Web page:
Then last Tuesday it happened.  A young sentry walking the walls of Tower Seven felt a rumbling beneath his feet, and heard the unmistakable sound of hooves in the night.  He alerted his captain, and the threat confirmed.  Three flare arrows were loosed into the night, but a heavy fog lay upon the surrounding fields.  The captain, fearing for not only his Duchy, but for his very life, gave the order for the cisterns to be ignited.

When “Seven’s” tar pits flared, the officers of surrounding fortifications followed suit.  Soon the entire border was in flame.

But no arrows responded to the fierce attack of the defenders.  No agonizing cries of burning Riders were heard.  No, when the flames finally abated, all that was found was the charred remains of a herd of bison, perhaps a thousand strong.

The great attack of The Tuesday of Flames was a mistake.  An error in judgement which would change the Duchy’s defense plans forever.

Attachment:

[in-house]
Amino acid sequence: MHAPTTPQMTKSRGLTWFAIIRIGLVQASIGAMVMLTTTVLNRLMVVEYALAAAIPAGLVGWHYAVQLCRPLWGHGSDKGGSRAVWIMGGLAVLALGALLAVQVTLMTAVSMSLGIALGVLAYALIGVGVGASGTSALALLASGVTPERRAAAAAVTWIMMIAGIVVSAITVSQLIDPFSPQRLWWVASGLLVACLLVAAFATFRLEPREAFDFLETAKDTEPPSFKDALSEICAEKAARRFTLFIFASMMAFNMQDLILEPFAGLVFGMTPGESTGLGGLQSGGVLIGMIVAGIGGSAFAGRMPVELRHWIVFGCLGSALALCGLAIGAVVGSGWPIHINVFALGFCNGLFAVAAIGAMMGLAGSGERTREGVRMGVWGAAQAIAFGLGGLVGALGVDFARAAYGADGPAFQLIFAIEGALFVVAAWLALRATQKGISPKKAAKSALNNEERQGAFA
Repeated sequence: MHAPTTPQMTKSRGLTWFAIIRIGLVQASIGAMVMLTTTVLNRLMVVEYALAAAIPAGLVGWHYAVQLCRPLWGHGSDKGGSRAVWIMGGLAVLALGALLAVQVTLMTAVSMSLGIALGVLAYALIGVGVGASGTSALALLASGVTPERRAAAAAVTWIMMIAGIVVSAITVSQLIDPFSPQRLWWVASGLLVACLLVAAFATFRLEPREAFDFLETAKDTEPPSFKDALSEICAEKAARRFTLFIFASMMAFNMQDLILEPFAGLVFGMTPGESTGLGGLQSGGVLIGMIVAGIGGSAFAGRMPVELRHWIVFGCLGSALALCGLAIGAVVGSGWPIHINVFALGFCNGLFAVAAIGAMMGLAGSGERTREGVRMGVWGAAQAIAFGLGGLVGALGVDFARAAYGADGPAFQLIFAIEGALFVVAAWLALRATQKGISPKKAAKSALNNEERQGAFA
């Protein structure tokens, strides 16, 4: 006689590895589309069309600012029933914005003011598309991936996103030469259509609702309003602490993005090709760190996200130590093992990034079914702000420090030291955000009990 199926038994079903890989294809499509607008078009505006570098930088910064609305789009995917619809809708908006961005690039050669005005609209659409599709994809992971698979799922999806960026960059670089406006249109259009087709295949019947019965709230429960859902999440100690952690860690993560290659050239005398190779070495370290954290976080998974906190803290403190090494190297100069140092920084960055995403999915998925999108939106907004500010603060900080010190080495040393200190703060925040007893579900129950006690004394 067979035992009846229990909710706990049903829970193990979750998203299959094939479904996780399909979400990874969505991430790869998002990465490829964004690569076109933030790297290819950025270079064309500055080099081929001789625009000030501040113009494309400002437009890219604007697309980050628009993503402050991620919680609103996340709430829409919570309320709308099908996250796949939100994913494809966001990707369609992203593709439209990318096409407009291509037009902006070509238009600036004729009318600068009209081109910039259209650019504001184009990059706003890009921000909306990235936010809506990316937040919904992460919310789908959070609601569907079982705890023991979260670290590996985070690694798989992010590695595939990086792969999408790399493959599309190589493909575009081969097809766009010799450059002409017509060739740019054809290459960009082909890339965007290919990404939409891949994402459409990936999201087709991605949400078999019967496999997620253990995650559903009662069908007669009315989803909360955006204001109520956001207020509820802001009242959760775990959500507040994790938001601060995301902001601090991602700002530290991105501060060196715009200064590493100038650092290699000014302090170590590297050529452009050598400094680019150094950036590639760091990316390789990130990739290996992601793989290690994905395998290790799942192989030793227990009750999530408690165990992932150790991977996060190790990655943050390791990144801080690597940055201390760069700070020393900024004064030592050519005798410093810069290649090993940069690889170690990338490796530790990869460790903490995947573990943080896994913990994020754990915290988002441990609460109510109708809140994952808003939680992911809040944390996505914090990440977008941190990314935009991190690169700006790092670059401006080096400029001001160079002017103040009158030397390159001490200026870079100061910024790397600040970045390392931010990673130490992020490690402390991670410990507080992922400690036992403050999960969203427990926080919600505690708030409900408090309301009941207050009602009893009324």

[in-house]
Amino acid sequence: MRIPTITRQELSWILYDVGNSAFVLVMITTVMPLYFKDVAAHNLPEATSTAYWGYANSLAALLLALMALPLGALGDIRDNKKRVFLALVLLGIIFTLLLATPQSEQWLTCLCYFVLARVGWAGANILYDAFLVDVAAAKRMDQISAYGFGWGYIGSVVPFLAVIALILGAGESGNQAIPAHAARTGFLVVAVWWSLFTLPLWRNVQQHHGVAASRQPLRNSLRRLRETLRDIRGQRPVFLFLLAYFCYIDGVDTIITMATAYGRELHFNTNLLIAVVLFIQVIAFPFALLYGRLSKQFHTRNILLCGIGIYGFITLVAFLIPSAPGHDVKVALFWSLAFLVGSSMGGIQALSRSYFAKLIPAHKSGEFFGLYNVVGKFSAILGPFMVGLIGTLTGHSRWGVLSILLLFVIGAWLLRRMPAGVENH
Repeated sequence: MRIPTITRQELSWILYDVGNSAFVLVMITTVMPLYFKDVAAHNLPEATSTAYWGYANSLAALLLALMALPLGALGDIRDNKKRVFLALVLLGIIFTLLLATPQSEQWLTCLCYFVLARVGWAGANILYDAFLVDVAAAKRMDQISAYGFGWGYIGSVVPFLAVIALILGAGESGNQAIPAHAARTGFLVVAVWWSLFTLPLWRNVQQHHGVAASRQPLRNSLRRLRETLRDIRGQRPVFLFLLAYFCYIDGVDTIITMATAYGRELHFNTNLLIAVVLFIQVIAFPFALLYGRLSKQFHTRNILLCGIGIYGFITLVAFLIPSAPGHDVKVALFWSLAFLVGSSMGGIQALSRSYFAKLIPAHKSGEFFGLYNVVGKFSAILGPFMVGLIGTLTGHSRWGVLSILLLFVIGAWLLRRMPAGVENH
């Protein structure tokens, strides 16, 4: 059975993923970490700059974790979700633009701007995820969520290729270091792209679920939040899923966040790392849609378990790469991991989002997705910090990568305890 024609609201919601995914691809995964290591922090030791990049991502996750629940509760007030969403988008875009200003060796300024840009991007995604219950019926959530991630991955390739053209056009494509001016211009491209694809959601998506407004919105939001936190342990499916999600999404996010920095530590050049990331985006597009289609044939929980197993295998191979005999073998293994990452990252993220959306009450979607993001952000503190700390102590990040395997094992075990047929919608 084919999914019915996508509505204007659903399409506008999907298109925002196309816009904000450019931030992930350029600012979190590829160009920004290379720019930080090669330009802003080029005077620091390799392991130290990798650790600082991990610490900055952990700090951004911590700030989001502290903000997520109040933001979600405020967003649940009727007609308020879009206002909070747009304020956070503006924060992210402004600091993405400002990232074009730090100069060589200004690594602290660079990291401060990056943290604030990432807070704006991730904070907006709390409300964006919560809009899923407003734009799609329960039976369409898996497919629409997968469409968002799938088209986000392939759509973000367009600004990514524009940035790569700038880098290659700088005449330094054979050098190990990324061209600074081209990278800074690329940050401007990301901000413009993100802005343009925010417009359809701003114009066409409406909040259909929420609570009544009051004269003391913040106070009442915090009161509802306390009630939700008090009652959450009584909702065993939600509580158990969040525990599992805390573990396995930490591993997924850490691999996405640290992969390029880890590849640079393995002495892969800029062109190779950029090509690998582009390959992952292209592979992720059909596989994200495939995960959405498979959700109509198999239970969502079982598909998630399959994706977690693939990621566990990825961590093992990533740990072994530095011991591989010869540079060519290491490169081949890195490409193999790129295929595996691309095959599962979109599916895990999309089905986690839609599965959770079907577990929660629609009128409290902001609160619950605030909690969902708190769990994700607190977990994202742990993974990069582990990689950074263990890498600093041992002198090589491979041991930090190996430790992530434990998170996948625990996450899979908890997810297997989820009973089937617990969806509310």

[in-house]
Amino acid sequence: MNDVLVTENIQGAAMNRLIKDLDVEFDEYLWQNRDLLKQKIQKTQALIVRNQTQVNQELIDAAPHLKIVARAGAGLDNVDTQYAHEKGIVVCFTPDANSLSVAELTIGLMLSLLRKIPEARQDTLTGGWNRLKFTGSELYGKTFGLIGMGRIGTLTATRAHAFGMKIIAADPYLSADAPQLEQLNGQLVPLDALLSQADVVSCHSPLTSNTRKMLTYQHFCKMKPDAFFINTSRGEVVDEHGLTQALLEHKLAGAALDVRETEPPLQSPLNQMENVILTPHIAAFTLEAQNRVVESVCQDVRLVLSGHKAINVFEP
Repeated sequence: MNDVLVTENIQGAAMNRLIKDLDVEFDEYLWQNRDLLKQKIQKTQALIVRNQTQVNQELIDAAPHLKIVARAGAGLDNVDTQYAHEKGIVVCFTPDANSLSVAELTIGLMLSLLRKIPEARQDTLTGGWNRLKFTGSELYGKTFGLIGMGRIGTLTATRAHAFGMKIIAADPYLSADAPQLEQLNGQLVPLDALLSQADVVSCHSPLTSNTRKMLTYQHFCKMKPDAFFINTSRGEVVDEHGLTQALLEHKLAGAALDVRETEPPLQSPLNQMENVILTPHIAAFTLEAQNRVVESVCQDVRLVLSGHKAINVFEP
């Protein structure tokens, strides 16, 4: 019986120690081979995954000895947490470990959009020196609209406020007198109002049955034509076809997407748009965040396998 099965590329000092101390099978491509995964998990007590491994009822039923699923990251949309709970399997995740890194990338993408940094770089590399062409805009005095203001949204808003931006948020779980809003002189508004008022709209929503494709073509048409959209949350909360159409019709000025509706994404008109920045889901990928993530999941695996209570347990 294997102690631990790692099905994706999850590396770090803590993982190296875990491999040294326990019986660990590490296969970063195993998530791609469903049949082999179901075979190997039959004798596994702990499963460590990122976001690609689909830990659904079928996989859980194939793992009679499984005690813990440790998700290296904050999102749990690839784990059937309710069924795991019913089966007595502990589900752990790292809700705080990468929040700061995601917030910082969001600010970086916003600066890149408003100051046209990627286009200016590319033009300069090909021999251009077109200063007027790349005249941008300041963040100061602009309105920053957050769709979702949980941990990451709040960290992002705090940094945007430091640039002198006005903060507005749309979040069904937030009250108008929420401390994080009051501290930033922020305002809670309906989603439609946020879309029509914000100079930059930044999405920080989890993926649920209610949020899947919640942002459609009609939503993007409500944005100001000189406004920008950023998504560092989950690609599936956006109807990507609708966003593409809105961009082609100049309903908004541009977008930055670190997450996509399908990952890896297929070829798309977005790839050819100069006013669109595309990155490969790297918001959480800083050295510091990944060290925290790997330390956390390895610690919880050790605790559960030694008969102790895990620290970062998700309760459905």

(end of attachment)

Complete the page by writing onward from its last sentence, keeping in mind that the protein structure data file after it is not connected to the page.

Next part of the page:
Padre

FOWC with Fandango — Threat 

Christine’s Daily Writing Prompt: Ash

RDP Tuesday: error

Your Daily Word Prompt – Perpetual

Dissonance

Singer, Karaoke, Girl, Woman, Sing

Image by Bernd Everding from Pixabay 

Maestro Geovanni Napoli stepped to the platform and took up his baton.  The orchestra,  chorus, and principal singers waited for the great man to signal the beginning of the rehearsal.

He gave a quick nod, and the strings began to play and then the entire piece came to life with melodic brilliance.  But something was not right.  His masterful ear had caught something untuneful, almost nauseating.

“No, no, no,” he bellowed and signaled a halt with the baton.

“Okay, now we will try again,” he said, almost sniffing the air to detect to flaw in the atmosphere.

He again brought in the strings, and the piece again began to flow in exquisite harmony.  But after a moment the dissonance was there again.

“Stop! Stop” By all that is holy – stop.”

The rehearsal hall again fell into silence.

“This time as I point to you section,” he said quietly, “I want you to stop.  One section at a time however,” the conductor instructed.